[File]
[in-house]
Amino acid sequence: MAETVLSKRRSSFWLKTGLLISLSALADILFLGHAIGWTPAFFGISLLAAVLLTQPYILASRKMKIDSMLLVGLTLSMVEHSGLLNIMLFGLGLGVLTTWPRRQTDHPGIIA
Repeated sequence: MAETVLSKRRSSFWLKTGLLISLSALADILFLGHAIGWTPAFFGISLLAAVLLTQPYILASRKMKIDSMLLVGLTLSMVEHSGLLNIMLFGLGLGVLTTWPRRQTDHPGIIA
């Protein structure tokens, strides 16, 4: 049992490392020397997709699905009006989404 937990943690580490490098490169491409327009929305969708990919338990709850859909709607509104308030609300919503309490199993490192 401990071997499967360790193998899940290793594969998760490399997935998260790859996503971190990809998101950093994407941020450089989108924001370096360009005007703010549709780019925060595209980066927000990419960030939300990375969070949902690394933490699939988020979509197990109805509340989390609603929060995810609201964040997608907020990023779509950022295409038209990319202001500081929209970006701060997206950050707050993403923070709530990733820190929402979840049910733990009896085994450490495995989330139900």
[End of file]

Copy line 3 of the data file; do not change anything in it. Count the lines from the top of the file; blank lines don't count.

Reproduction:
Repeated sequence: MAETVLSKRRSSFWLKTGLLISLSALADILFLGHAIGWTPAFFGISLLAAVLLTQPYILASRKMKIDSMLLVGLTLSMVEHSGLLNIMLFGLGLGVLTTWPRRQTDHPGIIA